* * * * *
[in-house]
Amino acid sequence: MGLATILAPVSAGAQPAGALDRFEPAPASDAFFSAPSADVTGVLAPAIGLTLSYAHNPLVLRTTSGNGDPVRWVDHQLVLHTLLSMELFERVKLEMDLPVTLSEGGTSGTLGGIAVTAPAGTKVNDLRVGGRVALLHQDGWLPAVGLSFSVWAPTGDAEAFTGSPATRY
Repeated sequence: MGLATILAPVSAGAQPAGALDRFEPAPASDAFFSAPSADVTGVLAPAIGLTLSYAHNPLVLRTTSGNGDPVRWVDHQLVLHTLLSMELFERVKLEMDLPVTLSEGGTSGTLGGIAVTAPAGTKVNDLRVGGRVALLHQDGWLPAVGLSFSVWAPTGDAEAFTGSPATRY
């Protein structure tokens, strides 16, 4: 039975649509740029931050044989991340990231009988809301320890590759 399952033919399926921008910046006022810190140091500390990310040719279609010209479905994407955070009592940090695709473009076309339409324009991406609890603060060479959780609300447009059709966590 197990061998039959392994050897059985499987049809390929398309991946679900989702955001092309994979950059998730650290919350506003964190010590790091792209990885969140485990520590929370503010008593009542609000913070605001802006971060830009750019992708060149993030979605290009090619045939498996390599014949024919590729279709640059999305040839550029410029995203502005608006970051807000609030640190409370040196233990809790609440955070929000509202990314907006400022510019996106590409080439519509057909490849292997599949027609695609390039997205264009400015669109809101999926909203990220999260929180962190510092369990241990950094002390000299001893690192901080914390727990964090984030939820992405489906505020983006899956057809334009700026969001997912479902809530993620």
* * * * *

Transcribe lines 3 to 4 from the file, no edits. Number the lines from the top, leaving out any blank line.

Repeated sequence: MGLATILAPVSAGAQPAGALDRFEPAPASDAFFSAPSADVTGVLAPAIGLTLSYAHNPLVLRTTSGNGDPVRWVDHQLVLHTLLSMELFERVKLEMDLPVTLSEGGTSGTLGGIAVTAPAGTKVNDLRVGGRVALLHQDGWLPAVGLSFSVWAPTGDAEAFTGSPATRY
């Protein structure tokens, strides 16, 4: 039975649509740029931050044989991340990231009988809301320890590759 399952033919399926921008910046006022810190140091500390990310040719279609010209479905994407955070009592940090695709473009076309339409324009991406609890603060060479959780609300447009059709966590 197990061998039959392994050897059985499987049809390929398309991946679900989702955001092309994979950059998730650290919350506003964190010590790091792209990885969140485990520590929370503010008593009542609000913070605001802006971060830009750019992708060149993030979605290009090619045939498996390599014949024919590729279709640059999305040839550029410029995203502005608006970051807000609030640190409370040196233990809790609440955070929000509202990314907006400022510019996106590409080439519509057909490849292997599949027609695609390039997205264009400015669109809101999926909203990220999260929180962190510092369990241990950094002390000299001893690192901080914390727990964090984030939820992405489906505020983006899956057809334009700026969001997912479902809530993620």